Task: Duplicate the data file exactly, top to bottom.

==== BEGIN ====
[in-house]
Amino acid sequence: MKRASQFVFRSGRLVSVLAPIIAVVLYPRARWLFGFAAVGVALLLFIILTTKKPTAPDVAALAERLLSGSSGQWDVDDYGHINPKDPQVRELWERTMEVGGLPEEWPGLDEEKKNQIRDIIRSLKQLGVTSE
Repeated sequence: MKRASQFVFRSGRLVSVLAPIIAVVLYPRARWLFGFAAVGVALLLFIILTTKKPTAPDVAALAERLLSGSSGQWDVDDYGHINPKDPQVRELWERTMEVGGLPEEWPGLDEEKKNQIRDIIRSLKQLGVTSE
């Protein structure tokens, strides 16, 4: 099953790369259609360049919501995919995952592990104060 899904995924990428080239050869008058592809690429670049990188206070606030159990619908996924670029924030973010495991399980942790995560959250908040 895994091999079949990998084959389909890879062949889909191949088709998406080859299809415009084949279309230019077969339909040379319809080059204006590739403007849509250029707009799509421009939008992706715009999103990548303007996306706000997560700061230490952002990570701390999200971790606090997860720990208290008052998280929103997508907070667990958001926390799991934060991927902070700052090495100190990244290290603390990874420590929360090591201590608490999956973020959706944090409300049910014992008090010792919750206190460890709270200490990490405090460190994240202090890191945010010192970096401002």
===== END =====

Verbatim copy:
[in-house]
Amino acid sequence: MKRASQFVFRSGRLVSVLAPIIAVVLYPRARWLFGFAAVGVALLLFIILTTKKPTAPDVAALAERLLSGSSGQWDVDDYGHINPKDPQVRELWERTMEVGGLPEEWPGLDEEKKNQIRDIIRSLKQLGVTSE
Repeated sequence: MKRASQFVFRSGRLVSVLAPIIAVVLYPRARWLFGFAAVGVALLLFIILTTKKPTAPDVAALAERLLSGSSGQWDVDDYGHINPKDPQVRELWERTMEVGGLPEEWPGLDEEKKNQIRDIIRSLKQLGVTSE
């Protein structure tokens, strides 16, 4: 099953790369259609360049919501995919995952592990104060 899904995924990428080239050869008058592809690429670049990188206070606030159990619908996924670029924030973010495991399980942790995560959250908040 895994091999079949990998084959389909890879062949889909191949088709998406080859299809415009084949279309230019077969339909040379319809080059204006590739403007849509250029707009799509421009939008992706715009999103990548303007996306706000997560700061230490952002990570701390999200971790606090997860720990208290008052998280929103997508907070667990958001926390799991934060991927902070700052090495100190990244290290603390990874420590929360090591201590608490999956973020959706944090409300049910014992008090010792919750206190460890709270200490990490405090460190994240202090890191945010010192970096401002």